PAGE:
Content, Without Context, Is Meaningless

In the late 90s, I taught marketing classes at a local college. I vividly remember a particular lecture I often gave on the power of storytelling in communications.

Stories are not just for entertaining our audiences. They also give our content context. Context is far more important than we think.

In Daniel Kahneman’s seminal book, “Thinking Fast and Slow,” the brain makes quick and intelligent guesses based on its unconscious use of context. The lack of context creates confusion. According to Dr. Peter Vermeulen:

“In making sense of the world around us, context is our guide, especially when the input is vague, incomplete, or ambiguous. Our brain (is) an expert in using context, which not only helps us to predict and recognize communication, but also helps us to avoid all the confusion of the ever-changing meanings of what people say or show us.”

We have an overwhelming compulsion to compare and contrast almost everything we encounter. We think in relative terms, not in direct terms.

We relate things. That’s how our minds work.

So if we construct our communications — whether it’s educational content or the copy in advertising campaigns — by applying this simple rule, our efforts will perform significantly better.

During one of those lectures I mentioned earlier, one of my students, who was also a bit of a class firebrand, approached me after my talk. He wanted to illustrate my point — or perhaps make one, I’m not sure.

He pulled out a chair and placed it beside my desk, and asked me:

“Mr. Fortin, what’s the difference between this chair and your desk?”

“One is to sit on and the other is to write on,” I said.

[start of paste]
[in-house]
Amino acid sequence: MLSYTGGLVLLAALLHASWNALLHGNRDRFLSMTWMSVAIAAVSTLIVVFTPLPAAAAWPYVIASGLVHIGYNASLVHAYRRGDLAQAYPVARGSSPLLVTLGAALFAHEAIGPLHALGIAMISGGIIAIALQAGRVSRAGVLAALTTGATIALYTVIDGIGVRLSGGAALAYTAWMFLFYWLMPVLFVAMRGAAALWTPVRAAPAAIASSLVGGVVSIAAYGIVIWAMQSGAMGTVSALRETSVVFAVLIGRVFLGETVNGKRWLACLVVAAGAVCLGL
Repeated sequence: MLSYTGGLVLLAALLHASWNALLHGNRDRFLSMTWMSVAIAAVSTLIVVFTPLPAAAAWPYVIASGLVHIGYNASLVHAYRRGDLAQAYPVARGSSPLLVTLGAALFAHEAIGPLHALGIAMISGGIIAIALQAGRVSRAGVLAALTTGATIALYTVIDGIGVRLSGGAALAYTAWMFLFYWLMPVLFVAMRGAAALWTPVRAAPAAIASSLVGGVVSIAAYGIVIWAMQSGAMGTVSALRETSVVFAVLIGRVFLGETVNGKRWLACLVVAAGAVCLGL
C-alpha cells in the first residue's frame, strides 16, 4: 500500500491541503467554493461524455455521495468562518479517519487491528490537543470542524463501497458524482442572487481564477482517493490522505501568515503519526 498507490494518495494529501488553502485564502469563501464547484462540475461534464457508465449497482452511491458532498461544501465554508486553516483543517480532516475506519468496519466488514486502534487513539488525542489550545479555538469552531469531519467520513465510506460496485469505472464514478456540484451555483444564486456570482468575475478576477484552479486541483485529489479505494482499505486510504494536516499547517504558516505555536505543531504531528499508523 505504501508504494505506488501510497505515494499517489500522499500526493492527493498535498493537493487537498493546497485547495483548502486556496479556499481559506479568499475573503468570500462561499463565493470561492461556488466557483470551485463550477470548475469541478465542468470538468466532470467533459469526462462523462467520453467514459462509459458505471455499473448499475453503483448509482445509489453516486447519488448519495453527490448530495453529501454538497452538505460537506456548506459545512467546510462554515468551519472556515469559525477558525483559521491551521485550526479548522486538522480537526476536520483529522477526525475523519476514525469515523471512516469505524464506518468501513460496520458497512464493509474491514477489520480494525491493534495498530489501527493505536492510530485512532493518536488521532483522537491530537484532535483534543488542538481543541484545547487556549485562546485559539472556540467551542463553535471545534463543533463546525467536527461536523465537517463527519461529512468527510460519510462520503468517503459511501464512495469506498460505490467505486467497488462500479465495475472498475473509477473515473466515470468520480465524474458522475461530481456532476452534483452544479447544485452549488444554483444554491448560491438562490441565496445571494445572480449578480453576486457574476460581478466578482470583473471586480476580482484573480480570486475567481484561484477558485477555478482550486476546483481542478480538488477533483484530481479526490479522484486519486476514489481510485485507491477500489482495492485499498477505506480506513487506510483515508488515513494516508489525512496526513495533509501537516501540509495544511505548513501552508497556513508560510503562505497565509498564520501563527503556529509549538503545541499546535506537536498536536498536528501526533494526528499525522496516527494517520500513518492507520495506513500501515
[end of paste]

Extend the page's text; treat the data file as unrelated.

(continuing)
“No,” he said, “you’re relating the difference rather than stating it.”

He was absolutely right. The difference is their function. “Function” is the absolute answer. Describing the difference by comparing the function of the desk with the function of the chair is the relative answer.

I was relating the difference as opposed to stating it directly.

For example, I could have said:

  • The desk is made of wood and the chair is made of plastic.
  • The desk is five feet long and the chair is only two.
  • The desk is brown and the chair is red.

But in each of these examples above, I wouldn’t have directly stated what makes them different; I only related it. Their differences are, respectively, their construction, size, and color.

The point is this.

Giving your marketing context reduces friction and unnecessary critical thinking when trying to interpret your information. Also, your message will be more powerful and impactful when you give it something the mind can relate to, such as through the use of metaphor, simile, analogy, and story.

This applies to all communications, not just marketing.

Without context, one of two things might happen:

  1. You create confusion and subsequently reluctance in the mind of your audience. “The confused mind never buys,” goes the adage, whether it’s selling an idea or a service.
  2. You allow if not force your audience to decide on their own what you mean, to come up with their own conclusions, which may be something completely different and perhaps unfavorable.

So the more context you provide your audience, the faster their comprehension will be, and the more meaningful what you say (and sell) will become.

Tell stories, use metaphors, make analogies, or at the very least, offer comparisons. Give your content context.

Because content, without context, is meaningless.

About The Author

Avatar of Michel Fortin

Michel Fortin

Michel Fortin is a certified SEO consultant, content strategist, and marketing advisor helping plastic surgeons, cosmetic surgeons, and medical aesthetic clinics attract more patients. Since 1991, he helps cosmetic and aesthetic professionals increase their visibility and grow their practices. He is the author of the More Traffic Memo™ SEO email newsletter.

Want More?

Looking for something to read next? Below are some related articles.

Subscribe to The More Traffic™ Memo

Enter your best email to get useful ideas, fresh links, and proven tips gleaned from 30 years of digital marketing experience.

Your privacy is sacred to me. Unsubscribe anytime.

Be a Patient Magnet!

I share tips, thoughts, and links on how plastic surgeons can attract more ideal patients.

Get these in your inbox.

Michel Fortin Marketing Consultant